Pablo Martinez Monsivais, Associated Press
Anti-abortion activists stage a "die-in" in front of the White House in Washington on Wednesday, Jan. 21, 2015. Buoyed by conservative gains in the November 2014 election, the anti-abortion movement is busy mobilizing on behalf of bills in Congress and several state legislatures that would further curtail women's access to the procedure. Thursday marks the 42nd anniversary of the U.S. Supreme Court's Roe v. Wade decision in 1973 that established a nationwide right to abortion.

WASHINGTON — With thousands of abortion foes massing blocks away for their annual protest march, Republicans pushed legislation toward House passage Thursday tightening restrictions on federal financing of abortions that the White House quickly threatened to veto. But it was not the bill an embarrassed GOP had hoped to approve.

Republican leaders had wanted to approve legislation criminalizing most abortions after 20 weeks of pregnancy, a measure that had also drawn a threatened veto. Late Wednesday, they abruptly postponed the confrontation indefinitely after concluding they were short of votes.

Instead, the House began debating legislation barring taxpayer funding of abortions — a prohibition that's already largely in place. Republicans say the bill will tighten the restrictions to make sure no funds flow to abortions under President Barack Obama's health care law. It is the same as a measure the House approved last year on a near party-line vote.

"Conscientious pro-life Americans who don't want to be complicit in the wounding of women and killing of babies are paying for abortions, and many of them don't even know it," said Rep. Christopher Smith, R-N.J., a longtime abortion opponent.

Democrats mocked the GOP's failure to rally support behind the measure barring late-term abortions but said sarcastically that Republicans seemed to have unlimited numbers of bills curbing the procedure.

"Can't pass this one? Grab another. Can't pass that one? Grab the next one," said Rep. Louise Slaughter, D-N.Y. "Their insistence on attacking women's health seemingly knows no bounds."

The bill would permanently ban the use of federal money for abortions — a prohibition that's already in effect but that Congress must renew each year.

It would also go further. It would bar individuals and many employers from collecting tax credits for insurance plans covering abortion that they pay for privately and purchase through exchanges established under the health care law. It would also block the District of Columbia from using its money to cover abortions for lower-income women.

In its veto message, the White House said, "The administration strongly opposes legislation that unnecessarily restricts women's reproductive freedom and consumers' private insurance options."

The action came the day of the annual March for Life protesting the Supreme Court's 1973 Roe v. Wade decision legalizing abortion. It also came with GOP leaders eager to showcase the ability by the new Republican-led Congress to govern efficiently and avoid gridlock.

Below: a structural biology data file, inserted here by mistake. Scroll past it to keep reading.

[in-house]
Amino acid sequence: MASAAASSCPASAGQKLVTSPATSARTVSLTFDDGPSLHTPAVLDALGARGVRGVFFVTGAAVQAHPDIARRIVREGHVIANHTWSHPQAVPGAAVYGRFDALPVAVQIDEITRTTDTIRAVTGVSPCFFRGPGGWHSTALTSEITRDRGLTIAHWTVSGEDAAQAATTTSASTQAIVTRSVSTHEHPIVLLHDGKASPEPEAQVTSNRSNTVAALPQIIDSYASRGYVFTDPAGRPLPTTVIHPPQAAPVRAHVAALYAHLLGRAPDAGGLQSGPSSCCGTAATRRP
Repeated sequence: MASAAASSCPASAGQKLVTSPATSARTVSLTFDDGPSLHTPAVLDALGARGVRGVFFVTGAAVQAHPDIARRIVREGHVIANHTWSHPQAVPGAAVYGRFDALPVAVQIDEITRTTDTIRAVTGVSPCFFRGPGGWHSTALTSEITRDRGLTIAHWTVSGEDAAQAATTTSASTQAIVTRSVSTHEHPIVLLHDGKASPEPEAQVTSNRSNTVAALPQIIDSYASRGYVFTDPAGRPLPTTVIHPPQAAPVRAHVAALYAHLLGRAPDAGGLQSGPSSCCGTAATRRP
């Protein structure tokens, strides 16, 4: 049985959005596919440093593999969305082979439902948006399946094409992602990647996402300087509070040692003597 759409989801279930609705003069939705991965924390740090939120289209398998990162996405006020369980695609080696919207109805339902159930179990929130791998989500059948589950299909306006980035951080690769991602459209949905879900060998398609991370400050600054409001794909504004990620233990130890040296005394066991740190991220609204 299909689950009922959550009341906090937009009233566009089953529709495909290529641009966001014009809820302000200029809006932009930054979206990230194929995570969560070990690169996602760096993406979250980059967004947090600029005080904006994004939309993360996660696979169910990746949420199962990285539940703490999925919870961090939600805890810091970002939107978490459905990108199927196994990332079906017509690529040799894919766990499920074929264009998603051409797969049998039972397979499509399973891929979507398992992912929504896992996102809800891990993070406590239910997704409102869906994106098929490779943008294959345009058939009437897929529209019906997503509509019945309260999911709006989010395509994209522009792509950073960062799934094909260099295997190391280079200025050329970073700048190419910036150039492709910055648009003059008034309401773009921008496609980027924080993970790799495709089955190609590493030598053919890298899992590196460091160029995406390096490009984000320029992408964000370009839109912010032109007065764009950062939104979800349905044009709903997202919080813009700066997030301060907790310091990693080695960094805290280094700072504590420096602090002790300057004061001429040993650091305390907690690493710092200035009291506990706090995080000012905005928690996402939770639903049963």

The bill that was postponed would have allowed exemptions to the late-term abortion ban for victims of rape or incest and in cases when a woman's life was in danger. But GOP leaders ran into problems because some GOP women and other lawmakers objected that the rape and incest exemptions only covered women who had already reported the crimes to authorities.

The rebellious Republicans argued that that requirement put unfair pressure on women who have already suffered. A 2013 Justice Department report calculated that only 35 percent of rapes and sexual assaults were reported to police.

Political pressures cut both ways. Leaders had resisted the awkwardness of postponing a high-profile abortion vote scheduled for the day of the anti-abortion march. And they didn't want to push anti-abortion legislation through the House that was opposed by GOP women, especially as the party tries appealing to more female voters ahead of the 2016 elections.

Yet when the leaders considered eliminating the requirement that rapes and incest be previously reported, they encountered objections from anti-abortion groups, Republican aides said. They chose not to anger that powerful GOP constituency.

The bill had virtually no chance of becoming law, thanks to opposition from President Barack Obama and an uncertain fate in the Senate, where anti-abortion sentiment is less pronounced. Even so, Republicans consider the bill an important statement of their priorities and a show of support for a vital issue for conservatives.

Supporters named their measure the Pain-Capable Unborn Child Protection Act. But Democrats touted arguments by doctors' groups like the American Congress of Obstetricians and Gynecologists, which have cited research indicating that fetuses are unlikely to feel pain until the third trimester, which starts around the 28th week.

A report Tuesday by the nonpartisan Congressional Budget Office, citing the federal Centers for Disease Control and Prevention, estimated that about 10,000 abortions annually are performed 20 weeks or later into pregnancies. The budget office estimated that if the bill became law, three-fourths of those abortions would instead occur before the 20th week.

Associated Press writers David Crary in New York and Erica Werner in Washington contributed to this report.